We’ve discovered a hive of culture and activity – right next door!
The Blue Souk Why see it? This shopping mall is Sharjah’s most photographed building, according to local statistics: reason enough to find out why this stunning piece of architecture is so popular. We’d recommend a visit to see what’s housed inside.
The details: The souk consists of six spectacular buildings embellished in blue tiling, with more than 600 shops inside. Easily accessible, it’s located next to the pretty Khalid lagoon on the corniche. The Central Market, as the Blue Souk is otherwise known, is separated into two different sections connected through a tunnel; in one you’ll find a wide selection of electrical goods and modern necessities, such as kitchen utensils and the like, while the other trades traditional jewellery and gems sourced from the UAE. There’s also an interesting gallery full of Sharjah’s antique artefacts, including intricately designed Arabic carpets and Omani and Yemeni antique jewellery.
Located at Al Majaz, at the end of Corniche Road, close to Khalid Lagoon. Open Sat-Thu 9am-1pm, 4pm-11pm; Fri 9am-noon, 4pm-11pm. (06 562 3333), www.shjmun.gov.ae.
Arabian Wildlife Centre Why see it? This is the only place in the emirates where you can see Arabian wildlife that’s otherwise extinct in the region, kept in a pleasant environment.
The details: The breeding centre is split into three main areas; mammals (canines, felines, rodents, primates and ‘ungulates’, aka hoofed mammals); reptiles (snakes and lizards); and insects (a range of creepy crawlies). Arabian wolves and caracals have been successfully bred this year alone. The breeding centre is not open to the general public because the animals need peaceful environments in which to reproduce, but the wildlife centre, which houses adult, non-breeding animals, welcomes visitors. The aim of this centre is to both repopulate species currently lacking in numbers in the region and educate its visitors on respecting them in future. In the Children’s Farm, younger visitors can get hands-on experience by petting and feeding less exotic animals such as ponies, goats and camels.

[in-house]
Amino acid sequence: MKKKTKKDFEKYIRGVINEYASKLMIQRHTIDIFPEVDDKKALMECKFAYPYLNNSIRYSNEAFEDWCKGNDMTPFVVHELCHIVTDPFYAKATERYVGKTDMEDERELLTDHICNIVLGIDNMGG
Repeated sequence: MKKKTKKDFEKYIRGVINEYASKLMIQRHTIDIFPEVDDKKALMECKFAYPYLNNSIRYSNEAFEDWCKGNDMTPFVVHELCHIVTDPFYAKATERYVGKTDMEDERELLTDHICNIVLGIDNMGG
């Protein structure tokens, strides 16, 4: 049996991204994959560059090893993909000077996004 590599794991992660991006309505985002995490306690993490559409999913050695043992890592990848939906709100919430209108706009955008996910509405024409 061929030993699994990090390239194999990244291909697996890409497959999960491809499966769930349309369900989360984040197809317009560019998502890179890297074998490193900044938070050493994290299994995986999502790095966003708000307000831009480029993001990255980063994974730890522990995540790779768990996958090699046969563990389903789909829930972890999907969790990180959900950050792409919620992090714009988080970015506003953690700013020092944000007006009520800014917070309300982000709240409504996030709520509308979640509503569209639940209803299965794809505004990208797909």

Located on the same premises as the Sharjah Natural History Museum, about 26km from the city centre just after the airport, close to interchange 8. Open Sat 11am- 5.30pm; Sun-Mon and Wed-Thu 9am-5.30pm; Fri 2pm- 5.30pm; closed Tue. Entry is Dhs15 for adults, Dhs5 for kids aged 12 to 15, free for under 12s. (06 531 1212), www.breedingcentresharjah.com.
Sharjah Natural History Museum and Desert Park Why see it? Guaranteed to be a day of family fun, you can learn about both the plants and animals that populate Sharjah.
The details: Head to the beehive to watch bees fly in and out via a transparent tube and witness honey being made, then pop over to the kitchen and try fresh cheese, yoghurt and milk made in Sharjah. The Geology Hall demonstrates how Earth and all life began, with audio-visual presentations on tectonic plate movement, earthquakes and volcanoes. There’s also the flora hall, where you can learn about the plants of Arabia (yes, there are many).
See directions for Arabian Wildlife Centre. Open Sat 11am- 5.30pm; Sun-Mon and Wed-Thu 9am-5.30pm; Fri 2pm-5.30pm; closed Tue. Entry is Dhs15 for adults, Dhs5 for kids aged 12 to 15, free for under 12s.
(06 531 1212), www.sharjahmuseums.ae.